24 March

Pick a Day

24 MARCH

In Music History

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2020 Producers Swizz Beatz and Timbaland face off in the first Verzuz battle, where songwriters, producers and artists take turns performing their hits and are judged by an online audience. The series quickly becomes very popular, regularly drawing virtual audiences in the six figures. Popular battles include Gladys Knight vs Patti LaBelle, Teddy Riley vs Babyface, and Erykah Badu vs Jill Scott.

2010 Rock photographer Jim Marshall dies at age 74.

2009 Prince launches Lotusflow3r.com, which for $77 subscriptions, offers access to his videos and music. It shuts down after a year.

2009 Motown drummer Uriel Jones dies at age 74.

2007 Country singer Henson Cargill, known for the 1968 hit "Skip A Rope," dies during surgery at age 66.

2005 After Carrie Underwood performs "Alone" on American Idol, Simon Cowell, by far the harshest critic on the panel, predicts she will win the competition and sell more records than any previous Idol winner. He's right: She becomes the first country singer to win and ends up surpassing Kelly Clarkson as the best-selling alum of the show.

2001 "Duane Allman Boulevard" is dedicated in Macon, Georgia, near where he died in a motorcycle crash.

2001 After being dubbed Worst Actress of the Century a year earlier, Madonna lands her fifth Razzie for Worst Actress, for her role as Abbie Reynolds in The Next Best Thing, at the 21st Golden Raspberry Awards.

2001 John Connolly of Sevendust marries Lori Kirkley.

2000 MTV debuts the reality series Making the Band, with the first season spawning the boy band O-Town. Lou Pearlman, the creator of Backstreet Boys and *NSYNC, manages the group.

1997 Philadelphia soul singer Harold Melvin (of Harold Melvin & The Blue Notes) dies at age 57, months after suffering a debilitating stroke.

1992 A Tribe Called Quest release "Scenario," with a guest verse by little-known 19-year-old rapper Busta Rhymes.

1992 Arrested Development release their debut album, 3 Years, 5 Months and 2 Days in the Life of... It sells four million copies thanks to the hits "Tennessee," "People Everyday" and "Mr. Wendal."

1986 The Rolling Stones release their album Dirty Work. The first single is a cover of the soul classic "Harlem Shuffle."

1986 At the 58th Academy Awards in Los Angeles, Lionel Richie wins the Oscar for Best Original Song for his track "Say You, Say Me" from the film White Nights. The song topped three different Billboard charts but didn't appear on the soundtrack album for the movie. It was finally released on Lionel's 1986 album, Dancing on the Ceiling.

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Elvis Presley Enters The Army

1958

Elvis Presley goes to the Memphis Draft Board and enters the United States Army.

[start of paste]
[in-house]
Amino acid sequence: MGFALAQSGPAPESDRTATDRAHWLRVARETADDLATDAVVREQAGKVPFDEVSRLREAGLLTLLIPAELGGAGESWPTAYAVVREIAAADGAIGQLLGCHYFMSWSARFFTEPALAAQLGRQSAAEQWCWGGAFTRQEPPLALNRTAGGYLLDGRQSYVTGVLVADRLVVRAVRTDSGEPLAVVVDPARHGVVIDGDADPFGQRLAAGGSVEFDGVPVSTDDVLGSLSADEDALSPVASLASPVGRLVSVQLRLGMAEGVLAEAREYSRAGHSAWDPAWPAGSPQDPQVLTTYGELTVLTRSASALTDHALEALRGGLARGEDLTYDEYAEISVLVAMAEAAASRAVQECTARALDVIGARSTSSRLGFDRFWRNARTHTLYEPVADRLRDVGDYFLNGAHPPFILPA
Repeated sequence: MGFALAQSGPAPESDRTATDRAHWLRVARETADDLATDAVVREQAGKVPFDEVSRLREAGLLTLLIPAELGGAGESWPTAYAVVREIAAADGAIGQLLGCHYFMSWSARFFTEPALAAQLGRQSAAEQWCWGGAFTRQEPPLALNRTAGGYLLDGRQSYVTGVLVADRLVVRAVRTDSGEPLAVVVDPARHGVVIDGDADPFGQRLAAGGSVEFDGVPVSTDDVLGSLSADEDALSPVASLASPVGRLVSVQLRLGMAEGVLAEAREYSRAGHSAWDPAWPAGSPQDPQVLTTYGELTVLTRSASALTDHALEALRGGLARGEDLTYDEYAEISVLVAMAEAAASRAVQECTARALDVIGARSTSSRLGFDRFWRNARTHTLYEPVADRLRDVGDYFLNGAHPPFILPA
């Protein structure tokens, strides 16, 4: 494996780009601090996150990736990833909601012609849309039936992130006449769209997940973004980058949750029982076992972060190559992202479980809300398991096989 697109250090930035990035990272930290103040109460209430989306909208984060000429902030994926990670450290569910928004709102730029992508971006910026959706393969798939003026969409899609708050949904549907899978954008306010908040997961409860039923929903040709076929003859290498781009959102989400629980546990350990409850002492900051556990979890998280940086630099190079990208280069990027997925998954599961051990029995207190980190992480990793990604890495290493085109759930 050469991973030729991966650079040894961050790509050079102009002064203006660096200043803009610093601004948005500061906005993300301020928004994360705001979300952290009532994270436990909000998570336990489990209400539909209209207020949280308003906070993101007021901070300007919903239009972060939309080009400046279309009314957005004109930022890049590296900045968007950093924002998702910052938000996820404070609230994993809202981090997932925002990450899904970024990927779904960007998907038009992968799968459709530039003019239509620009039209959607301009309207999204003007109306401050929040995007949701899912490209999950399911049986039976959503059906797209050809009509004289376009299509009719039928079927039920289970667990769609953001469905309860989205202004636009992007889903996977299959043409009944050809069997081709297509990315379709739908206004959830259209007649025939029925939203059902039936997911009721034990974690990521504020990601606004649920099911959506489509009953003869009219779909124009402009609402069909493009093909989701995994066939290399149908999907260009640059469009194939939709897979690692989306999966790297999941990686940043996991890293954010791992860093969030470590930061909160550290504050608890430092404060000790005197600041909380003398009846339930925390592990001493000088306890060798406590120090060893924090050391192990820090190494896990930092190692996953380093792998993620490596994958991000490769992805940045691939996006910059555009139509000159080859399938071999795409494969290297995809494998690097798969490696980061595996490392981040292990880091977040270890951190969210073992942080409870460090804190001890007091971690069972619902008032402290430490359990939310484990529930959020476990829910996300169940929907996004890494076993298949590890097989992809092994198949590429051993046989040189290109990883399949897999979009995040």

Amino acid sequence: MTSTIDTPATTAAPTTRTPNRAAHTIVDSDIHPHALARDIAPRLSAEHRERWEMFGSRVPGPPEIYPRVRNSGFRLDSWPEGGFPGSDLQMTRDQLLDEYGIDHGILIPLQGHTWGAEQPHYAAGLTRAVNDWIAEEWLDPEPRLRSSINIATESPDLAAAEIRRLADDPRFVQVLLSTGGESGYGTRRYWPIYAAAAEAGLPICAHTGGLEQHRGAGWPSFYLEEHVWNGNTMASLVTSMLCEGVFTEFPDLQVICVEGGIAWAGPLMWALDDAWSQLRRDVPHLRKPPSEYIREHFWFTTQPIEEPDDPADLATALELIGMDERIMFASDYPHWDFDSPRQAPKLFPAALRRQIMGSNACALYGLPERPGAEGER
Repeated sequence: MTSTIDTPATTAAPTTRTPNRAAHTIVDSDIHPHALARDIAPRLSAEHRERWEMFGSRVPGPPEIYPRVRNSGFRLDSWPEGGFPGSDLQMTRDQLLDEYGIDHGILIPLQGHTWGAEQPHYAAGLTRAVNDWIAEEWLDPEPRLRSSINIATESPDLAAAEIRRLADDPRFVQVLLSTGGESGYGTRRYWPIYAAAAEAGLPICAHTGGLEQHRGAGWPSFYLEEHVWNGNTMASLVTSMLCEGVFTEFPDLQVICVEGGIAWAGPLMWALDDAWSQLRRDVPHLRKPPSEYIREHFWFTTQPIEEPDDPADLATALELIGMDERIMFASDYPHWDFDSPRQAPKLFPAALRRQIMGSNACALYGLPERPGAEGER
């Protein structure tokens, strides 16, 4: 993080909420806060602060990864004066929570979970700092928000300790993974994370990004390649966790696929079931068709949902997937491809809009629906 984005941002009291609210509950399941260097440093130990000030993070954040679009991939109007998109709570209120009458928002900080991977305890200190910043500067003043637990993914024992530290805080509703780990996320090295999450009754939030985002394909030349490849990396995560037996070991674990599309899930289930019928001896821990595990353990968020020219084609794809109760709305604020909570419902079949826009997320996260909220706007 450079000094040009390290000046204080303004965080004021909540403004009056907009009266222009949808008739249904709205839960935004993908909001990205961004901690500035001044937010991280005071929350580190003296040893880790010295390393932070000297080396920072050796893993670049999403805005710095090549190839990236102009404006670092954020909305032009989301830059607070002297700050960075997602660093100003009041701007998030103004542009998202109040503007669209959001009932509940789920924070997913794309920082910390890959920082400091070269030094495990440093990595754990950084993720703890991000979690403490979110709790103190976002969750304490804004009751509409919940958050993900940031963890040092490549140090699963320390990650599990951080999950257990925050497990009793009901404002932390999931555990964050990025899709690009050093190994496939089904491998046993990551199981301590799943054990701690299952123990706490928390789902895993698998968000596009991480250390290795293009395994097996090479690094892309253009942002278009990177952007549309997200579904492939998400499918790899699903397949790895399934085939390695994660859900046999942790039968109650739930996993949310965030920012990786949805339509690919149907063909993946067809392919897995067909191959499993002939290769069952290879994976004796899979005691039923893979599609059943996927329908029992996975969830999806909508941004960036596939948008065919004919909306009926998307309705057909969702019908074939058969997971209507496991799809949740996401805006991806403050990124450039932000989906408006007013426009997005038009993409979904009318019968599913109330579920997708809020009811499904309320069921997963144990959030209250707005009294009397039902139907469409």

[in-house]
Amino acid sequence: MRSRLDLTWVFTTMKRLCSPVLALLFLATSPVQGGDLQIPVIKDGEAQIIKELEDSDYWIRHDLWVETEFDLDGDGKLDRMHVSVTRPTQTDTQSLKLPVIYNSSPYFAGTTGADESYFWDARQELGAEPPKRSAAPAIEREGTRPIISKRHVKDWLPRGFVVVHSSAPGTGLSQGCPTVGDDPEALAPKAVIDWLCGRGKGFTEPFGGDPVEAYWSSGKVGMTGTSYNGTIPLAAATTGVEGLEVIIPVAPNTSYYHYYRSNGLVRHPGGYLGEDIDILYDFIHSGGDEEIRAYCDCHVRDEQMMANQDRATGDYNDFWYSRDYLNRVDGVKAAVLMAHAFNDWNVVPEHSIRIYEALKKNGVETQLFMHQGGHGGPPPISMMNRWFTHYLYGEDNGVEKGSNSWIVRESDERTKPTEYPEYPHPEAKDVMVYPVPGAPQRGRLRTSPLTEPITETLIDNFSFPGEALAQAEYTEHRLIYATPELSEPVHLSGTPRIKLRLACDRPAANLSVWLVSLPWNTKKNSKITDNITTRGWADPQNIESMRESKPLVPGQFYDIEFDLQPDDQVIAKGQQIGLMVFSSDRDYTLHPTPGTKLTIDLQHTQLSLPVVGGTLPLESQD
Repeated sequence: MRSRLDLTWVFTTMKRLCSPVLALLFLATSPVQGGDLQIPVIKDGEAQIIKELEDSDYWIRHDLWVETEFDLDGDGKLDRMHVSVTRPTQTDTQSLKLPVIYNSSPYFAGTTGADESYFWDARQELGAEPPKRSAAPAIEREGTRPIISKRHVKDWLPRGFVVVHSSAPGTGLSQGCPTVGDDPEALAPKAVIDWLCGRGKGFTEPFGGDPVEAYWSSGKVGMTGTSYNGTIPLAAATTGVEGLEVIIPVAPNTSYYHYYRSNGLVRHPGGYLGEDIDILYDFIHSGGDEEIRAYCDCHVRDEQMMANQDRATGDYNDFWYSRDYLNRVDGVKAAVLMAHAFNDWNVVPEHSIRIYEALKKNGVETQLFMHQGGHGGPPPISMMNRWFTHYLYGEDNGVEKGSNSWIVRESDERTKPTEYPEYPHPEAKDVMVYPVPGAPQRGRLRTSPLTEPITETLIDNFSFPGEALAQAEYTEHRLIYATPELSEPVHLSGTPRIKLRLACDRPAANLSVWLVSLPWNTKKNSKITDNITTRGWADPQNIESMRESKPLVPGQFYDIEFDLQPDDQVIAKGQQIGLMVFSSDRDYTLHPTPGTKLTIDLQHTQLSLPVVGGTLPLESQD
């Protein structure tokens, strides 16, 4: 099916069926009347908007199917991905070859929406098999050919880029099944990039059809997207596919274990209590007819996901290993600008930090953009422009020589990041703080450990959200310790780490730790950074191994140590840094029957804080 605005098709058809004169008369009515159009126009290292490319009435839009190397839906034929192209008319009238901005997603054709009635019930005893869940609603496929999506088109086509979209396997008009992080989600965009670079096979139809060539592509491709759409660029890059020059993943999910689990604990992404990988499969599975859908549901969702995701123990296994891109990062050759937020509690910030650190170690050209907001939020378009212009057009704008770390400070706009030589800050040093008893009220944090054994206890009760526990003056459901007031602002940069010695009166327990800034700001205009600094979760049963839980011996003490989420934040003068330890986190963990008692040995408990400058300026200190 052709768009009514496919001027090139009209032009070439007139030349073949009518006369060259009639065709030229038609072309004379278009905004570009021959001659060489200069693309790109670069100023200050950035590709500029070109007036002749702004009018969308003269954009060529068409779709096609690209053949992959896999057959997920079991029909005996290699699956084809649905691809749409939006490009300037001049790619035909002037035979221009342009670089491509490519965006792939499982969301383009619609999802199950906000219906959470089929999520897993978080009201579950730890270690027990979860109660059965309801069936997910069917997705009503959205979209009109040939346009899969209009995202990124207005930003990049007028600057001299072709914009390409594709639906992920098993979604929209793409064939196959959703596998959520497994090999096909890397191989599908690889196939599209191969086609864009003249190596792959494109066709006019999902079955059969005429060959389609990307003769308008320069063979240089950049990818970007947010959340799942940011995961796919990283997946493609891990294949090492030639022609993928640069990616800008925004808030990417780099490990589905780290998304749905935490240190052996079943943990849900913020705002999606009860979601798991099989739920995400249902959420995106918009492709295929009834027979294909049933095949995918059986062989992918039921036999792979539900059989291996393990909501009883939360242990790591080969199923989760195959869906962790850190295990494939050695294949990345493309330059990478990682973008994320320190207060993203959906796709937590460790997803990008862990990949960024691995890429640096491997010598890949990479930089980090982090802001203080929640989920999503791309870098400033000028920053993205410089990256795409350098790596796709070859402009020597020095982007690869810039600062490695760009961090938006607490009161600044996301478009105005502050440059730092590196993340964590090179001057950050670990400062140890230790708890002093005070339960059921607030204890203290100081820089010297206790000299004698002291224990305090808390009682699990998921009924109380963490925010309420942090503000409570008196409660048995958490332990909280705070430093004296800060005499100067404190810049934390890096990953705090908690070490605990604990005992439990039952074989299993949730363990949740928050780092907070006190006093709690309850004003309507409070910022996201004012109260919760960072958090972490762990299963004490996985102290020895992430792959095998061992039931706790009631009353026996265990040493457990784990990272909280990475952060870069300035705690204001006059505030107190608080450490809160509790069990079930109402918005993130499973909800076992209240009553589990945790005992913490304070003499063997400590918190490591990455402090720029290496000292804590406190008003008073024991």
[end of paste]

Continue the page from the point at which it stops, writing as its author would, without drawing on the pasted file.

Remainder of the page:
After wrapping up his movie King Creole, Elvis reports to the Memphis Draft Board and joins 12 other recruits on a bus bound for Kennedy Veterans Memorial Hospital before heading to Fort Chaffee, Arkansas, where he takes on the real-life role as Private Presley. Hundreds swarm the fort to bid farewell to the freshly sheared star, but Elvis leaves his fame behind with his lost locks. Determined to be treated like any other G.I. Joe, he tells the press: "The Army can do anything it wants with me." Despite the devastating death of his mother, Gladys, from a heart attack that August, Elvis makes good on his promise during basic training. While stationed at Fort Hood, Texas, he commences advanced tank training and is soon shipped off to Friedberg, Germany, with the Third Armored 'Spearhead' Division. During his 18-month stint, Elvis is an exemplary soldier and earns medals for marksmanship in addition to sergeant's stripes. Unfortunately, he also picks up an amphetamine habit that will eventually contribute to his death. In the meantime, he meets 14-year-old Priscilla Beaulieu, the stepdaughter of an Air Force captain, whom he'll marry in 1967. After two years of service, Sergeant Presley is honorably discharged from active duty on March 5, 1960. Of the experience, he tells Stars & Stripes magazine: "People were expecting me to mess up (laughs), to goof up in one way or another. They thought I couldn't take it and so forth, and I was determined to go to any limits to prove otherwise, not only to the people who were wondering, but to myself." Photo: National Archives

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James Marchment from Albany, Western AustraliaElvis Presley was always politely respectful of his interviewers, addressing them as "Sir" or "Ma'am"; a consistently decent man.

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